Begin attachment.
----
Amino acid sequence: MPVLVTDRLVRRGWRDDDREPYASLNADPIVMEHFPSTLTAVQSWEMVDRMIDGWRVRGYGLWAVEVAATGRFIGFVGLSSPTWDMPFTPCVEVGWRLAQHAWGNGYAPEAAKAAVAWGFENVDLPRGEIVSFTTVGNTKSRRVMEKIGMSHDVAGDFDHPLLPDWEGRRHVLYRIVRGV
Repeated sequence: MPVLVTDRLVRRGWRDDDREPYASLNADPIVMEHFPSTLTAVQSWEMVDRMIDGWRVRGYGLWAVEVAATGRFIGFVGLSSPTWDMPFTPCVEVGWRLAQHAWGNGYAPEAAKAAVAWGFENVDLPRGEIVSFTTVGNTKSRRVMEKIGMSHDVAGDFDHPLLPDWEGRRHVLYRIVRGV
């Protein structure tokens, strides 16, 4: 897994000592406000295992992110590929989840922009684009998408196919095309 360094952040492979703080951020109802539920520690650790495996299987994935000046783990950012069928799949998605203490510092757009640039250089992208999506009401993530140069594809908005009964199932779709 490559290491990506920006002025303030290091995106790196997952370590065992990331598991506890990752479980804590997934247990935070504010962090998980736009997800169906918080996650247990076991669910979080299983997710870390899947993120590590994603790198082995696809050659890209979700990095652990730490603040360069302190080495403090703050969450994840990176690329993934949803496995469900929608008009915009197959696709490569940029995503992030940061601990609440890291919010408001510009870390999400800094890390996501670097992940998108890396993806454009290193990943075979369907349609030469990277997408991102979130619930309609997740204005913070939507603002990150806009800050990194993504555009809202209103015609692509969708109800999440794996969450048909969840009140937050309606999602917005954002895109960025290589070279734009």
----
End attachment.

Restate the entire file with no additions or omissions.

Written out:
Amino acid sequence: MPVLVTDRLVRRGWRDDDREPYASLNADPIVMEHFPSTLTAVQSWEMVDRMIDGWRVRGYGLWAVEVAATGRFIGFVGLSSPTWDMPFTPCVEVGWRLAQHAWGNGYAPEAAKAAVAWGFENVDLPRGEIVSFTTVGNTKSRRVMEKIGMSHDVAGDFDHPLLPDWEGRRHVLYRIVRGV
Repeated sequence: MPVLVTDRLVRRGWRDDDREPYASLNADPIVMEHFPSTLTAVQSWEMVDRMIDGWRVRGYGLWAVEVAATGRFIGFVGLSSPTWDMPFTPCVEVGWRLAQHAWGNGYAPEAAKAAVAWGFENVDLPRGEIVSFTTVGNTKSRRVMEKIGMSHDVAGDFDHPLLPDWEGRRHVLYRIVRGV
């Protein structure tokens, strides 16, 4: 897994000592406000295992992110590929989840922009684009998408196919095309 360094952040492979703080951020109802539920520690650790495996299987994935000046783990950012069928799949998605203490510092757009640039250089992208999506009401993530140069594809908005009964199932779709 490559290491990506920006002025303030290091995106790196997952370590065992990331598991506890990752479980804590997934247990935070504010962090998980736009997800169906918080996650247990076991669910979080299983997710870390899947993120590590994603790198082995696809050659890209979700990095652990730490603040360069302190080495403090703050969450994840990176690329993934949803496995469900929608008009915009197959696709490569940029995503992030940061601990609440890291919010408001510009870390999400800094890390996501670097992940998108890396993806454009290193990943075979369907349609030469990277997408991102979130619930309609997740204005913070939507603002990150806009800050990194993504555009809202209103015609692509969708109800999440794996969450048909969840009140937050309606999602917005954002895109960025290589070279734009």